7) As with most places in the Triangle, Holly Springs is grappling with issues related to affordable housing. How would you like to see the town approach affordability issues over the next few years? Should it promote apartment living, duplexes, and/or triplexes? Encourage density in single family housing? What do you believe the town is doing right? What could it do better?

The town has been inundated with multifamily residential project requests for the past 18 months and the number of apartments in Holly Springs has grown 300% since the beginning of 2018. We need to continue working with developers to pursue a diverse offering of product types that offer a housing solution to any interested resident.

The housing situation that we are facing is not any different than the rest of Wake County. The market determines the economics of housing and no one local government will change the forces of the market.

Holly Springs continues to listen to our residents, business owners, and other town stakeholders to help form a vision for the growth in our town. I have also been personally involved in helping to craft public private partnerships on our two latest workforce and affordable housing projects. My direct involvement helped these two development teams recognize over $750k each of fee savings by leveraging the town’s existing fee structure to support the outcome of their projects.

Continuing to find partners either for or non profit is critical to the town’s work on workforce and affordable housing. I will continue to advocate against public subsidies for housing and double down on partnerships to move the needle in Holly Springs. It’s already happened and there is no reason we can’t expand that work.

8) What infrastructure needs does Holly Springs currently have? How should the city address these needs and pay for them?

Holly Springs has about $200M of defined transportation/road infrastructure needs. Additionally, we have $78M of water/sewer infrastructure needs that have been accelerated due to two large recent economic development announcements.

We are leveraging as much of our ARP funding as possible for the water and sewer needs and will begin lobbying partners to help us fund the expansion of our capacity and ensure water resources into the future.

We continue to work with NCDOT and our state elected delegation to showcase the needs of a fast-growing community for roads. We’re also embarking on the first set of projects from our 2018 transportation bond, and I have been an active proponent of getting the next set of projects outlined for the second tranche of funding from that bond package.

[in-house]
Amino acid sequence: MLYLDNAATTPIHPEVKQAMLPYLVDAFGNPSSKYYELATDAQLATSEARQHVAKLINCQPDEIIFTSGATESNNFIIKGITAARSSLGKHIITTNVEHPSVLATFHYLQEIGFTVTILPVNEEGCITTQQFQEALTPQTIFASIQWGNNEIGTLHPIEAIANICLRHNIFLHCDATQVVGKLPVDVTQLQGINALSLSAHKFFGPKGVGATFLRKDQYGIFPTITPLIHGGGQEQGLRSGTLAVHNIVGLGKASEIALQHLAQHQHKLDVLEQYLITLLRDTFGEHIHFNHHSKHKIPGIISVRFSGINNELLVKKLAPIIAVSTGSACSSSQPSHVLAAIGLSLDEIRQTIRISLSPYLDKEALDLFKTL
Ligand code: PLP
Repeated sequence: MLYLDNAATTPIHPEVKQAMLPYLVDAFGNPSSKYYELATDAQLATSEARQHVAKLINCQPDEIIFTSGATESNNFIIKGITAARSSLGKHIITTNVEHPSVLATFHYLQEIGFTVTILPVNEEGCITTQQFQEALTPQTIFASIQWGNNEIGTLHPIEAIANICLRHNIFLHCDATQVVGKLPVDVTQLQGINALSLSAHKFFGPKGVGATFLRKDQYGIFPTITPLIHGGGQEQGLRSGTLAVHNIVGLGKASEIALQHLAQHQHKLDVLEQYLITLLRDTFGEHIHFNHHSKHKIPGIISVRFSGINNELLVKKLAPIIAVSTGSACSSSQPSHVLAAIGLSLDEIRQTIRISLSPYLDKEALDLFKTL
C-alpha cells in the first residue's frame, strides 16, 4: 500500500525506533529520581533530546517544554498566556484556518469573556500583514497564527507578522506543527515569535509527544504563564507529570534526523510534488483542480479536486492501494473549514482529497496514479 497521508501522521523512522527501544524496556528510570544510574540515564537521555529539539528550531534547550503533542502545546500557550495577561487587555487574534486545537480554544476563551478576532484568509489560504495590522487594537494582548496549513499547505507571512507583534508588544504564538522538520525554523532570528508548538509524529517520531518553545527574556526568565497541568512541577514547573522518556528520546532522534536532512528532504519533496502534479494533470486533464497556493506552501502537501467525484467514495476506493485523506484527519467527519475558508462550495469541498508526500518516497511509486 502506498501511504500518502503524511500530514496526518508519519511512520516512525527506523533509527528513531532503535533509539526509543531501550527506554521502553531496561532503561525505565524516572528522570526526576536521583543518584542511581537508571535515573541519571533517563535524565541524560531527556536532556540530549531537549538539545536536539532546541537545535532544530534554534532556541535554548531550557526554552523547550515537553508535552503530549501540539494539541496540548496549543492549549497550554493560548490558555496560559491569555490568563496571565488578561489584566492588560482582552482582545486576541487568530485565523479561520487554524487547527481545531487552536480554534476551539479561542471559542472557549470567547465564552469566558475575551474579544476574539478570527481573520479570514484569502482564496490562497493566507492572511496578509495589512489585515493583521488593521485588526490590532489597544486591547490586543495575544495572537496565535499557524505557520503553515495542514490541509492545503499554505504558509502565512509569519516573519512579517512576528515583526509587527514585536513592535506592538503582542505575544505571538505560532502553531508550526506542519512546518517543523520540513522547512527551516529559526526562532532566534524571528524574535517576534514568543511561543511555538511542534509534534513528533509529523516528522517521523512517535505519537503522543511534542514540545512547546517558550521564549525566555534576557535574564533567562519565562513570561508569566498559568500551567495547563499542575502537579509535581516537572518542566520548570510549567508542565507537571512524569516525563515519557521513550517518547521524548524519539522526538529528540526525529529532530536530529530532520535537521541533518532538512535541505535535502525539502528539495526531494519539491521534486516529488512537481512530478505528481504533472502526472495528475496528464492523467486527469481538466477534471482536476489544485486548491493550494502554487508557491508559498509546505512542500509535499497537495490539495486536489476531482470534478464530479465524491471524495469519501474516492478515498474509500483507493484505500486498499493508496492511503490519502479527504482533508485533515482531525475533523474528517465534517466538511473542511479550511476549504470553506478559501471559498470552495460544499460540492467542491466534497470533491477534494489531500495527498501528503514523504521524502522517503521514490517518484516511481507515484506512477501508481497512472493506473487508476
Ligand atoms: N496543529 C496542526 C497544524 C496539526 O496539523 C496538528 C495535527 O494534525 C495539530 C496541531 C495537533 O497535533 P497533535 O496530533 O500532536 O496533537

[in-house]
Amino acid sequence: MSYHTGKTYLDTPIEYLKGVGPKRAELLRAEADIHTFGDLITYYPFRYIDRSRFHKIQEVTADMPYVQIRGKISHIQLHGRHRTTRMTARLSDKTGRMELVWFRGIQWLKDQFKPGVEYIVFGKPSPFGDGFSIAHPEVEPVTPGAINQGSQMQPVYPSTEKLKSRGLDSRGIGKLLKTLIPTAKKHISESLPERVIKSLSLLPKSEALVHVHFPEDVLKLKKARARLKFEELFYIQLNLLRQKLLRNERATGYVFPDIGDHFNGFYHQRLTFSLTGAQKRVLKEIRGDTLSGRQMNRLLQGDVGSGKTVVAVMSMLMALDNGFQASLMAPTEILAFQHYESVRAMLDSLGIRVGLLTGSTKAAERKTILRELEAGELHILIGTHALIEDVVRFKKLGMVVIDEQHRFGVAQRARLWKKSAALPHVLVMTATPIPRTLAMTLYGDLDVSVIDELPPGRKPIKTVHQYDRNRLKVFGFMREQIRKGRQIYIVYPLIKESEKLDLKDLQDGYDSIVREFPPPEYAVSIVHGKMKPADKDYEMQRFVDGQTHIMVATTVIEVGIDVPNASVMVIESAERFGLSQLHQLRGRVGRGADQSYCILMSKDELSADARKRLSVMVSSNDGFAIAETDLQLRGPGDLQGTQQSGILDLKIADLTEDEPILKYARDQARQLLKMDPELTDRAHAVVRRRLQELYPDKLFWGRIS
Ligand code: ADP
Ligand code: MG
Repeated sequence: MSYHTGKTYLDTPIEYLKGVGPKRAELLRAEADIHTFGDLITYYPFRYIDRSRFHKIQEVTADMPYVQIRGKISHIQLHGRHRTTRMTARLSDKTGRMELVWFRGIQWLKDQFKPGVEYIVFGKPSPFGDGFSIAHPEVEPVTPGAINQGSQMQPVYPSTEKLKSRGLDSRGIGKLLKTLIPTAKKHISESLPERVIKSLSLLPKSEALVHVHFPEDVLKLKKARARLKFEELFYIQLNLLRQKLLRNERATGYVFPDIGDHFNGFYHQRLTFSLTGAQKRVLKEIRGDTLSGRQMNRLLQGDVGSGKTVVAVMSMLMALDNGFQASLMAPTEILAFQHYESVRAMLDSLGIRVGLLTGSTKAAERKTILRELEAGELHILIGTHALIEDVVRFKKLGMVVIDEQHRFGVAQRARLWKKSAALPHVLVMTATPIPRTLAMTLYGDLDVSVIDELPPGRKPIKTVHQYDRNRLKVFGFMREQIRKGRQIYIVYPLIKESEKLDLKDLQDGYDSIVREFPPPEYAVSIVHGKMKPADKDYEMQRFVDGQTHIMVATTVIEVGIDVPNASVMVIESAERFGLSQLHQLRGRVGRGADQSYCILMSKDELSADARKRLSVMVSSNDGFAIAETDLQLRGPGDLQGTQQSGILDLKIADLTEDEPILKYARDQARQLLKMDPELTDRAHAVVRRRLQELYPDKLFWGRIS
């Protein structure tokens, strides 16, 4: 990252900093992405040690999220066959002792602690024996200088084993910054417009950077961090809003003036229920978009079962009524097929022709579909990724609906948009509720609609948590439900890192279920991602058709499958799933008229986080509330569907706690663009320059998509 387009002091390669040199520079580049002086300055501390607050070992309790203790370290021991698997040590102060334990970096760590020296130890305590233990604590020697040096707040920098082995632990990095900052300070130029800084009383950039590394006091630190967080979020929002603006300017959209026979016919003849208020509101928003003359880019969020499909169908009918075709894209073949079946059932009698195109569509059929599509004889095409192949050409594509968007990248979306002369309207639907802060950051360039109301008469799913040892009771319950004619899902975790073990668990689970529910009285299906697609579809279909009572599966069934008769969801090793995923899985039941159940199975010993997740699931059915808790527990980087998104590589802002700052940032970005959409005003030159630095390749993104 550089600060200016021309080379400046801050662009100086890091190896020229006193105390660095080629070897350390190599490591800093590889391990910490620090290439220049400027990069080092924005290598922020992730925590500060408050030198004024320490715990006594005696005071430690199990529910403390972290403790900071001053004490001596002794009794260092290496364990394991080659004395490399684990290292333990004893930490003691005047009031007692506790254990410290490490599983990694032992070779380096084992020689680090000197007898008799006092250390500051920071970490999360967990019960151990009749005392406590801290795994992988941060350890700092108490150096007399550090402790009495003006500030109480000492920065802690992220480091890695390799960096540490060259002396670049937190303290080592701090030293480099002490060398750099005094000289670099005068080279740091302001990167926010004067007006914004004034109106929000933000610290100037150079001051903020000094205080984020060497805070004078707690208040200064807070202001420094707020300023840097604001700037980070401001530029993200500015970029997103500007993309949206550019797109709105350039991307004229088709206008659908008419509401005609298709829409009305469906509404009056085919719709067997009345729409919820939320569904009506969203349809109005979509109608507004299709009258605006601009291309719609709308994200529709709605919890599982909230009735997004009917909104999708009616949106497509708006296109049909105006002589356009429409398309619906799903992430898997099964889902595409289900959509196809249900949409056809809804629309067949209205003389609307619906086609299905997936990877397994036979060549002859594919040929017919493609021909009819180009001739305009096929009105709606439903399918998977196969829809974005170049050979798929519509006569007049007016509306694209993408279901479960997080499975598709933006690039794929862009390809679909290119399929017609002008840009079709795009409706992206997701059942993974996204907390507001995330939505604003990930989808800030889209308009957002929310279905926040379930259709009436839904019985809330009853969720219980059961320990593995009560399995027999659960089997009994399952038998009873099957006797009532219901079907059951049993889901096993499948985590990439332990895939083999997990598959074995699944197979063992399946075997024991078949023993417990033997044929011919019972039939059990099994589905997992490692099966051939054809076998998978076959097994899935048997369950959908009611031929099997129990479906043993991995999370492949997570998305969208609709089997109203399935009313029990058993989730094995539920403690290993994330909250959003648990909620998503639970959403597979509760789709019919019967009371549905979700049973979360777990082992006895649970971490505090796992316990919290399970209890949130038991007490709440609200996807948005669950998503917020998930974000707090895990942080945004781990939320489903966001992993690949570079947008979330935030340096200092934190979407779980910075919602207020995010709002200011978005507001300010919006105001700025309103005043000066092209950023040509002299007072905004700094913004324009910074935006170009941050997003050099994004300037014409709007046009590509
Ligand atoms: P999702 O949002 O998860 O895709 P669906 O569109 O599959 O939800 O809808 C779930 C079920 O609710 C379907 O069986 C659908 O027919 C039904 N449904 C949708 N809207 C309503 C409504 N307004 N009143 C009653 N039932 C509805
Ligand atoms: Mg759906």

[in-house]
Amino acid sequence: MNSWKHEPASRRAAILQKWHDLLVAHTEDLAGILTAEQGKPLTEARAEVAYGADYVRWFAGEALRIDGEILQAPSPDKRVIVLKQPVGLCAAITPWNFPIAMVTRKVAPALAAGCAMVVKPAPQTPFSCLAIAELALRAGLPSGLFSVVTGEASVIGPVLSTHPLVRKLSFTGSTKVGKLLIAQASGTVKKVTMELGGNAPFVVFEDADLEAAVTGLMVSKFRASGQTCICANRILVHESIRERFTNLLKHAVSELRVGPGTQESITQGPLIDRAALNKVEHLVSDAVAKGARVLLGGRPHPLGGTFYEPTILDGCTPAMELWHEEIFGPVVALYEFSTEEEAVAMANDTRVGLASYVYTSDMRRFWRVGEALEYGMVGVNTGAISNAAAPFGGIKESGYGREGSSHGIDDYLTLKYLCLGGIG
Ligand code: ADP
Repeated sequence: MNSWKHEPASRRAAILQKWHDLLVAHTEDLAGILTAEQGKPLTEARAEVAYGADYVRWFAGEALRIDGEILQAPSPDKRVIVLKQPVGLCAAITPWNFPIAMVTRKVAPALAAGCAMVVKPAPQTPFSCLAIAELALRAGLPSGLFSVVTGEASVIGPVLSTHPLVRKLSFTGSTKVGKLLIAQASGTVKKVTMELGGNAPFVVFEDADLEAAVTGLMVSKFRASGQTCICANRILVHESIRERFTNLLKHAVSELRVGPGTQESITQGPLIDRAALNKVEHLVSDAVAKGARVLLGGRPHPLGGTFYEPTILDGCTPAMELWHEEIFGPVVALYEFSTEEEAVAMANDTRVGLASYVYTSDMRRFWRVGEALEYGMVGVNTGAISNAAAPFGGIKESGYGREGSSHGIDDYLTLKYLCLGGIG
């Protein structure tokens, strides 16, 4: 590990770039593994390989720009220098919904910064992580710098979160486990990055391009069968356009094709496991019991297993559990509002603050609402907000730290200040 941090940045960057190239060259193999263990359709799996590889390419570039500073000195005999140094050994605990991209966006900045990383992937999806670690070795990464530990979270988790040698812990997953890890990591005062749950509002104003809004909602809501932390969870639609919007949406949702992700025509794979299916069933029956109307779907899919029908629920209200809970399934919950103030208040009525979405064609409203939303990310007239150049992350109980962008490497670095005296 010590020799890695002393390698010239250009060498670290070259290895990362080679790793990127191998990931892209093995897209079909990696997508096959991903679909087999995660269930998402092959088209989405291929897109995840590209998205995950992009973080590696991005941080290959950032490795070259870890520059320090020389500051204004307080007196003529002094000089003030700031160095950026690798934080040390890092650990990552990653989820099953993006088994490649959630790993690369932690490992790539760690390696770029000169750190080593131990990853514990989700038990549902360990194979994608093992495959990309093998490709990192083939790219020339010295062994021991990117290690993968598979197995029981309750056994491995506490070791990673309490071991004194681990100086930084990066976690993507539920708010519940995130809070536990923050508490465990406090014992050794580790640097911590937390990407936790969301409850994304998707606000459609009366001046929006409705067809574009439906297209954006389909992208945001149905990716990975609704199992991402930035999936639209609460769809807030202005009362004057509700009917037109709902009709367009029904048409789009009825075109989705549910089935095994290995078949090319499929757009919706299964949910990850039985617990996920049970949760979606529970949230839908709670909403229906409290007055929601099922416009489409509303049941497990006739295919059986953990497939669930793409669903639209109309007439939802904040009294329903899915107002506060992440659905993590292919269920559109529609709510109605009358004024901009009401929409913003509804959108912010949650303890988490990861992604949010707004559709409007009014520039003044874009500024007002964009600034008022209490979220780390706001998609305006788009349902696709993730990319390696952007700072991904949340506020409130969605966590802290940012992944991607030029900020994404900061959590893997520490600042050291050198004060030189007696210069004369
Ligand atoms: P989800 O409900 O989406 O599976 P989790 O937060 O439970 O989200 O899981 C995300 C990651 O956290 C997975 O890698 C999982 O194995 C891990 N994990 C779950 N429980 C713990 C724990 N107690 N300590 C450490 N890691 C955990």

I look forward to driving the next Council forward on aligning inclusive and equitable projects to benefit as many Holly Springs residents as possible.

9) Holly Springs has funds left over from a 2018 transportation bond. How should that money be spent? In your view, how can the town improve public transit and alleviate traffic? How can it improve infrastructure for cyclists and pedestrians? 

When the bonds were floated to voters in 2018 there were some priority projects that were highlighted as part of the package. I would like to see the town complete the promises made to residents but also look strategically at the second tranche of funding to ensure that we can get the best value for the investment in reducing congestion, enhancing pedestrian and vehicular safety, and increasing connectivity across our town.

All new road projects in Holly Springs require bike lanes and crosswalks. I have also consistently asked developers to install Rapid Reflective Flashing Beacons at critical crossings to promote pedestrian movements and ensure safety. The town has also invested in and installed about 10 of these devices at critical existing intersections that won’t be subject to development in and around the downtown area. We’ve seen a noticeable difference in safety and use since these devices have been installed.

10) Holly Springs was one of a handful of Wake County municipalities not to reimplement a mask mandate recently with the resurgence of the COVID19 Delta variant. Was this the right decision? How do you feel Wake County and Wake School Board officials have handled the COVID-19 pandemic? If you don’t think the pandemic was handled well, what should have been done differently?